Baseball people all recognize that game you are just not going to win. That happened to the Pirate faithful on Wednesday night as they lost 6-1. Although the faithful held hope until the final out, it seems to have been preordained. It was like the baseball gods were saying, “OK, Pittsburgh, you had a good run, but it’s over for now.” This devine intervention is best shown by the two line drive double plays that the Pirates hit into last night. in both cases, with a runner on first, line drives were caught by the second baseman who threw behind the runner to double them off. This occurs as the runner has to look over his shoulder to see the second baseman and the runners first instinct on seeing the line drive is to advance to second or to third so there is that slight move to second that dooms them as the second baseman has a short throw to make the out. On other caught line drive plays, the play is in front of the runner, easily seen and reponded to, or the ball is hit to the first baseman who is already standing between the runner and the base for an easy out. These two rare double plays stopped innings and cost the Pirates four critical outs, and baseball keeps time with outs. It was also a sign that it was the Cardinals night.
The next indication that it was the Cardinals night was in the second inning when David Freese hit a two run homerun on a slider that just happened to wander over the middle of the plate. The pitcher, Garrit Cole, had his “good stuff,” and it is very good, but he made one mistake and the Cardinals took advantage of it. The next run scored on a grounder up the middle to make it 3-0. The Pirates scored their run on a bizarre series of two out hits. Justin Moreau singled to the second baseman, who moving to his right to field the ball, slipped, and that slip allowed Morneau to be safe at first. Marlon Byrd then singled to the shortstop, who instead of making the easier third out at second forcing Morneau, tried to make the out at first and Byrd was safe there. Two on, two out, NL homerun champ Pedro Alvarez at bat. Alvarez hit a ground ball to first that hit the bag and bounced over the first baseman where it was fielded by the second baseman who threw wildly to first. The errant throw, by the way, was toward home where it almost allowed the catcher to make a play on the scoring Morneau. The next batter grounded out to short. For followers of Fifth Game theory, that was the batter who held the key to the game. A hit there makes it 3-2 and the game is on, but this was only an example of how the baseball gods toy with us during the season. This exciting inning, where an infielder slipped, a shortstop hesitated, and a ball that hit first base bounced over a fielder’s head to allow a run to score, is the stuff of baseball’s best drama. Alas, it was only the baseball gods toying with us. The Cardinals scored twice in the bottom of the inning to ice it.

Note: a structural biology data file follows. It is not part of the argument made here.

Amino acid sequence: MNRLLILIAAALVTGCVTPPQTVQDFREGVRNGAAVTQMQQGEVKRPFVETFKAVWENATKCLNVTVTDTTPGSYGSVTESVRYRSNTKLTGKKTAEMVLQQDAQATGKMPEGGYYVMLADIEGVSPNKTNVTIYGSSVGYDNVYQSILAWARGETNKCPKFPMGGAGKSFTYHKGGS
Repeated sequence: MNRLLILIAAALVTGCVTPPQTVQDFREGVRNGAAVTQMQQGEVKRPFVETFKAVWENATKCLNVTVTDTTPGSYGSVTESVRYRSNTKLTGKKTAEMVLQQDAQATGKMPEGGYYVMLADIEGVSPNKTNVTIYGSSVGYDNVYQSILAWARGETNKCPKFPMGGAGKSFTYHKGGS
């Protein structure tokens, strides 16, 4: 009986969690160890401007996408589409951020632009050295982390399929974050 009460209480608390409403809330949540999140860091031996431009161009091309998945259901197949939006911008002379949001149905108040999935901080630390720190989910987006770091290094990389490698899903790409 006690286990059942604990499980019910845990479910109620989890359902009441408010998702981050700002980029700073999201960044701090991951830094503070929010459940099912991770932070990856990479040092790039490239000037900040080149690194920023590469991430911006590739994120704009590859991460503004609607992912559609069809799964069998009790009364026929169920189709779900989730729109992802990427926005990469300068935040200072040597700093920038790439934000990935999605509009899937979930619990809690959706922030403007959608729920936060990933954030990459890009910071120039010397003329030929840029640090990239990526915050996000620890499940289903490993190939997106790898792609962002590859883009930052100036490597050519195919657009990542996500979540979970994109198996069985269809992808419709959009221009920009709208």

Today, we get Justin Verlander pitching against the remarkable rookie, Sonny Gray, as the Tigers play the Athletics in Oakland. I wonder what the baseball gods have in store for us today!